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Tasting Summit Triumphant Session IPA Like a Craft Brewer

As the number of beers available to drinkers across the globe expands exponentially, so too do the flavors we’re told we can experience from these beverages.

As craft beer fans, we know you appreciate learning all the subtle and nuanced notes your beer can provide. As Summit beer fans, we know you want to learn what those flavors can be attributed to. That’s why we’re chatting up our brewing team to get a glimpse of tasting beer through their lens in the “Tasting Like a Craft Brewer” segment!

Given the breadth and depth of the IPA style, we’re continuing to explore how the countless combinations of different hop and malt varietals creates unique beer flavors. Next up, we’re tasting Summit Triumphant Session IPA.

Summit Triumphant Session IPA 12pk of 12oz cans

Released in June 2020, Triumphant Session IPA flew under the radar for quite some time. This light, effervescent IPA weighs in at 99 calories, 3.5 grams of carbs, 1 gram of protein and 0 grams of fat per 12oz serving. It is also just 4 percent ABV. While this may not seem like a difficult task, getting an IPA specifically to be low-cal, low-carb and lower in ABV is especially challenging. Yet, this beer offers drinkers everything they should expect from the style – a bright, white head; fruity notes of pineapple, grapefruit and citrus; flavors of light bread-crust; and a clean, bitter finish.

Once again, Chief Brewing Officer Damian McConn weighs in on where to find each of these specific flavors during your sip, and just why this beer should be revered.

Summit Triumphant Session IPA 12oz Can and Pour Shot on Table
(credit: Summit Brewing Co.

To start, can you explain a bit why creating a low-cal, low-carb IPA is more challenging than other styles?

Low-calorie, low-carb beers are inherently subtle in nature, and the brewer cannot rely on copious amounts of malt or an aggressive hopping approach to achieve a complex profile. Achieving true complexity and depth while retaining that low-calorie specification requires an understanding of ingredient integration, appropriate recipe formulation and a keen eye for detail.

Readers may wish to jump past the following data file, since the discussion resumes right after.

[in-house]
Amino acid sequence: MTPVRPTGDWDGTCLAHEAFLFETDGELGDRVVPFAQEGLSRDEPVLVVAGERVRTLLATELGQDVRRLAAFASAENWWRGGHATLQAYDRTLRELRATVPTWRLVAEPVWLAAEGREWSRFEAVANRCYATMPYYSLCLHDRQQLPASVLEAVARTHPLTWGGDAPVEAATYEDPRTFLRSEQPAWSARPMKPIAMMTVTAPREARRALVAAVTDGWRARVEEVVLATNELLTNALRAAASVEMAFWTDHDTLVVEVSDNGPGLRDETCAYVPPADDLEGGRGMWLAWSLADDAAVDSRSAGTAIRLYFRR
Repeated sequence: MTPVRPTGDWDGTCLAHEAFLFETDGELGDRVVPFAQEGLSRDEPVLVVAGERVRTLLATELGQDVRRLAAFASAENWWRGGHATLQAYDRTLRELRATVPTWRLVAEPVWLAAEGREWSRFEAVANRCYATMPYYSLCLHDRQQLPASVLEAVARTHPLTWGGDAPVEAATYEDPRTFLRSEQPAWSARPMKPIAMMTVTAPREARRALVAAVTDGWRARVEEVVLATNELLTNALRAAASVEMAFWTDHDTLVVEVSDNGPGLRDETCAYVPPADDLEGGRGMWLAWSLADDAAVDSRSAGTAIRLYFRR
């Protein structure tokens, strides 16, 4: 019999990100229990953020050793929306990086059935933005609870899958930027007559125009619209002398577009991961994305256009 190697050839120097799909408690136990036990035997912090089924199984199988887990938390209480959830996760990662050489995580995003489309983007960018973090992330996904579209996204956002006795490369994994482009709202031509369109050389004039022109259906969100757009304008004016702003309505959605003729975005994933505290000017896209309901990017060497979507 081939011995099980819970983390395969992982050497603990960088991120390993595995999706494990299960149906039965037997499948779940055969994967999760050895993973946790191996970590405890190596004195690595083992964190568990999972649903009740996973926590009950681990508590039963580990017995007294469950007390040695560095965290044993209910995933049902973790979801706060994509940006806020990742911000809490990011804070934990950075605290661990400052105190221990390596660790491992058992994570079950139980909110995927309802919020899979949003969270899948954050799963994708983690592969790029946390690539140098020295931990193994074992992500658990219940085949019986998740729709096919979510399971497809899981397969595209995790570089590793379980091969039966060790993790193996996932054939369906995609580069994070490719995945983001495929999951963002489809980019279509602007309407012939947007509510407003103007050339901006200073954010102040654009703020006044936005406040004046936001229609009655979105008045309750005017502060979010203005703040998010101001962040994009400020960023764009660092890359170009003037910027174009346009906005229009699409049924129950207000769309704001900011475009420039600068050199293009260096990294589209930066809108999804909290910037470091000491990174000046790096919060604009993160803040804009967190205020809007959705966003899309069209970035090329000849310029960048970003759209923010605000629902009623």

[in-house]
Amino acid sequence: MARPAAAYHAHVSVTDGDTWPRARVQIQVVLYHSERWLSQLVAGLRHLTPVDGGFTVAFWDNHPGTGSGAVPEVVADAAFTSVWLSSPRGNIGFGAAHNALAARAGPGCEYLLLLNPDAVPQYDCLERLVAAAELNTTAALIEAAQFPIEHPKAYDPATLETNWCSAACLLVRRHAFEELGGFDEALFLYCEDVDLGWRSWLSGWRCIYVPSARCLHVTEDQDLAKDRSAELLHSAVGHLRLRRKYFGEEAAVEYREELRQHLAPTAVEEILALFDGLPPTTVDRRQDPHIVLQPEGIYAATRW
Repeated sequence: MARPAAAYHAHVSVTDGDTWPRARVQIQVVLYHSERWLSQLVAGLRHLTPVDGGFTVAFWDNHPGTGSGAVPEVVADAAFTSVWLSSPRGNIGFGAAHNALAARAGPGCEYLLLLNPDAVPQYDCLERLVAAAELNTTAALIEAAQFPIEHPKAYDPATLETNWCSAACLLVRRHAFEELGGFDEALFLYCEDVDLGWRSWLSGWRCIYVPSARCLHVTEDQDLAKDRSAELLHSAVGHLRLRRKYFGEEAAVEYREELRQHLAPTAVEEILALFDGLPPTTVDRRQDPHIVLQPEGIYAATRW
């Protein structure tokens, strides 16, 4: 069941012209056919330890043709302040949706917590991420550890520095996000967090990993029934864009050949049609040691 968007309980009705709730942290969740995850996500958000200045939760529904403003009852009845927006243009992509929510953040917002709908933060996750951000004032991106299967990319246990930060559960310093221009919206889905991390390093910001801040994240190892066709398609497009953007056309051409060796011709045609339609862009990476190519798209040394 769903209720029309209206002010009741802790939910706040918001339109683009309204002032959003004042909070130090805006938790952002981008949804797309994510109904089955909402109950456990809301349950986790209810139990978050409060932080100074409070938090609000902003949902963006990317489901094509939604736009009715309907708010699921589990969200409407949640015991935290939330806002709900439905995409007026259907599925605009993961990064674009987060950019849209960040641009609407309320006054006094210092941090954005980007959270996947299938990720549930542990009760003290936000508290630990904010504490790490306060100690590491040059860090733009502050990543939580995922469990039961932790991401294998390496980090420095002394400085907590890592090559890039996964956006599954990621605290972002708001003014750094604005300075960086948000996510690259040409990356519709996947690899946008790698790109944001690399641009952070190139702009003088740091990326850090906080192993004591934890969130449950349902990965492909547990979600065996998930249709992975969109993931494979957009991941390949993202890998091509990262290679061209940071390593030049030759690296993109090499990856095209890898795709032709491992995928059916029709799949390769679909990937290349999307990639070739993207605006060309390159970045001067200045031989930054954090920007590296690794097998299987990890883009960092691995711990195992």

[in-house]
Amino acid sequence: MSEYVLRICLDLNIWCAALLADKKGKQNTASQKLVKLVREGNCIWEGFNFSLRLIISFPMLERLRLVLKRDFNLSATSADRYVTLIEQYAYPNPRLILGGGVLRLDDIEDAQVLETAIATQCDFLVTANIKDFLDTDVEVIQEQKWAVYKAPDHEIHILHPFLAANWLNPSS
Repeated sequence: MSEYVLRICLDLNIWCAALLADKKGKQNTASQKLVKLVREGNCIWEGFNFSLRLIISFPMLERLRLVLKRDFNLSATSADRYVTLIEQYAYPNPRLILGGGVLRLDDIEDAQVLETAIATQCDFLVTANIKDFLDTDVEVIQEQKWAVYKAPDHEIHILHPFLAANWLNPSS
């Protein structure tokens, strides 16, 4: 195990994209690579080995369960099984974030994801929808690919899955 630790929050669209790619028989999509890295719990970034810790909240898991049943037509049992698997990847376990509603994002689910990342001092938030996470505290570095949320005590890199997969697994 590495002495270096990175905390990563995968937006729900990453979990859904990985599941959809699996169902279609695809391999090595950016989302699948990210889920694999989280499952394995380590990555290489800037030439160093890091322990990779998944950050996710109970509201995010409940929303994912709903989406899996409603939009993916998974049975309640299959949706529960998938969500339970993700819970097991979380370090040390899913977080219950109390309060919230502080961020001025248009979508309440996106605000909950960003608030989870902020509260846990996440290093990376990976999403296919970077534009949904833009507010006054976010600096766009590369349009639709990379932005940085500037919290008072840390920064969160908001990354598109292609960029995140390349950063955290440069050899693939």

Speaking of the subtleties of this beer, a lot of times drinkers conflate “hoppiness” to “bitterness” when they are two different features. Can you explain how they differ? Where would you find the hoppiness in this beer? The bitterness?

Hop character or “hoppiness” describes the flavor characteristics provided by essential oils prominent in certain varieties, while pure bitterness derives from the alpha acid or bittering power traditionally associated with higher alpha varieties. Bitterness in beer comes primarily from the addition of hops to the beginning of the boil. The vast majority of the hops in Triumphant are added towards the end of the boil, in the whirlpool (for maximum hop flavor) and on the cold side to the fermentation vessel (for pronounced hop aroma). Thus, there will be more of the hop characteristics that come out throughout the beer than straight bitterness.

So, when we’re describing the flavors of Triumphant Session IPA they can sometimes be attributed to the hops used? For example, Triumphant is described as having tropical notes, specifically pineapple, grapefruit and apricot. Do those come from the hops? Where can you taste them best in the sip?

Yes, they do. We use a complex blend of European and American hop varieties to provide distinct tropical notes in Triumphant. While perhaps more prominent in the aroma, these notes are certainly apparent in the overall flavor profile of the beer.

Triumphant is also described as having a “clean” finish. What should that taste like? Do IPA’s normally have it?

India Pale Ales brewed with high quality, low co-humulone hop varieties should have a very clean bittering profile and be devoid of any metallic, resiny or astringent off-flavors.

Finally, other than the notes described above, what flavors do you get from Triumphant Session IPA?

Toasted malt, slight caramel and toffee, stone fruit and fresh berries are certainly part of the overall profile, as well.

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